In the Syriac Didascalia Apostolorum, composed in the mid-200s, the author, in the course of instructing bishops to exercise a measure of clemency, states that a bishop who does not receive a repentant person would be doing wrong – "for you do not obey our Savior and our God, to do as He also did with her that had sinned, whom the elders set before Him, and leaving the judgment in His hands, departed. But He, the searcher of hearts, asked her and said to her, 'Have the elders condemned thee, my daughter?' She said to Him, 'No, Lord.' And He said unto her, 'Go your way; neither do I condemn thee.' In Him therefore, our Savior and King and God, be your pattern, O bishops."[25] The Constitutions of the Holy Apostles Book II.24, composed c. 380, echoes the Didascalia Apostolorum, alongside a utilization of Luke 7:47.[26] Further, Didymus the Blind (c. 313–398) states that "We find in certain gospels" an episode in which a woman was accused of a sin, and was about to be stoned, but Jesus intervened "and said to those who were about to cast stones, 'He who has not sinned, let him take a stone and throw it. If anyone is conscious in himself not to have sinned, let him take a stone and smite her.' And no one dared," and so forth.[27] It is also shortly mentioned by the 6th century author of the Greek treatise "Synopsis Scripturae Sacrae".[20] Among the early Greek attestations of the pericope adulterae are the 6th century canon tables found in the Monastery of Epiphanus in Egypt. Although fragmentary, the manuscript likely contained the story of the adulteress and contained its own section number.[28][29] Evidence of its existence within some Egyptian manuscripts additionally comes from two ivory pyxides dated to around the 5th or 6th century, which depict the story of the adulteress.[18]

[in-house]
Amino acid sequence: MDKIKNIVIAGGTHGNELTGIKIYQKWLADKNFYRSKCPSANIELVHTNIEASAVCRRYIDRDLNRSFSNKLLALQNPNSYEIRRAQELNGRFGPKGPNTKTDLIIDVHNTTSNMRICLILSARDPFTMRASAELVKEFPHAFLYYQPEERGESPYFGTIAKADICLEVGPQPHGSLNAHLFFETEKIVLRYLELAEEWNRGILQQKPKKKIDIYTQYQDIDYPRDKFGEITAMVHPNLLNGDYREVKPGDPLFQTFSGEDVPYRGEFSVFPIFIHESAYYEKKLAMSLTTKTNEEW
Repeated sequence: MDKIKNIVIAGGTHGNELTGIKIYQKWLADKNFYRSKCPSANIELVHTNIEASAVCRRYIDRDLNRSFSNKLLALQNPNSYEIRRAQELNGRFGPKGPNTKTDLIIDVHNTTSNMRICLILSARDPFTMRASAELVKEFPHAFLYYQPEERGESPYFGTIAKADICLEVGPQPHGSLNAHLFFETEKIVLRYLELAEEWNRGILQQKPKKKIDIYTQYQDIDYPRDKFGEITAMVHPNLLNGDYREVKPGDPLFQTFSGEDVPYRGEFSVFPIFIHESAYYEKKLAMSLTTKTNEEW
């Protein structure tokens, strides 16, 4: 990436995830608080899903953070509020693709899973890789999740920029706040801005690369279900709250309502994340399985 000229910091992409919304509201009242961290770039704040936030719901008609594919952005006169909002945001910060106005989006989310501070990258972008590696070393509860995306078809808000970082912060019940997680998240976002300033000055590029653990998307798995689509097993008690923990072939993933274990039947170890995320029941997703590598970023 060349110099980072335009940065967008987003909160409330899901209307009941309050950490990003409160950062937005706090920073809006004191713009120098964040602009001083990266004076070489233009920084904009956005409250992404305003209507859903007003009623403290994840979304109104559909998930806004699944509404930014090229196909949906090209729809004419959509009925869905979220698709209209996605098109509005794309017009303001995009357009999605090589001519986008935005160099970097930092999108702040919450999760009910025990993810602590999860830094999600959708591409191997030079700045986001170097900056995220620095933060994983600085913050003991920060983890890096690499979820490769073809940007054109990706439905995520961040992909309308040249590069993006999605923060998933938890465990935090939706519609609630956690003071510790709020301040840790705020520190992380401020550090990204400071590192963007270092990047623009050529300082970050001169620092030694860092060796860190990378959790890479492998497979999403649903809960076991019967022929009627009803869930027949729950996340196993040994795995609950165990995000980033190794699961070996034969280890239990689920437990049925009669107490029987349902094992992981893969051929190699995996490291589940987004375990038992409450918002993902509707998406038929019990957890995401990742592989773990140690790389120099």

Within the Syriac tradition, the anonymous author of the 6th century Syriac Chronicle, called Pseudo-Zacharias Rhetor mentioned the translation of the pericope Adulterae into Aramaic from a Greek manuscript from Alexandria.[18] The story of the adulteress is also found in manuscripts of the Palestinian Syriac Lectionary, including MS "A" (1030ad), MS "C" (1118ad) and MS "B" (1104ad).[30]

An author by the name of "Nicon" wrote a treatise called "On the Impious Religion of the Vile Armenians", in which he argued that the Armenian Christians tried to remove the passage from their manuscripts. This has been often attributed to the 10th century author Nicon, however Wescott and Hort argued that it is a later 13th century Nicon. They argued that this writing was made in response to the claims of Vardan Areveltsi, who stated that Papias is responsible for the inclusion of the story in the Gospel of John.[20] Later on, in the 12th century the passage was mentioned by Euthymius Zigabenus, who doubted the authenticity of the passage. However, his contemporary Eustathios of Thessaloniki commented on the passage as an authentic part of John's Gospel.[18]

Western Christianity[edit]

The story of the adulteress was quoted by multiple Latin speaking early Christians, and appears within their quotations of the New Testament often.[18] It is quoted by church fathers such as Hilary of Poitiers, Gregory the Great, Leo the Great, Ambrose, Ambrosiaster and Augustine among many others. However, it is not quoted by either Tertullian or Cyprian, which might imply that it was missing from their manuscripts.[18] The story is present in the vast majority of Vetus Latina manuscripts[31] and in all except one manuscript of the Latin Vulgate.[32]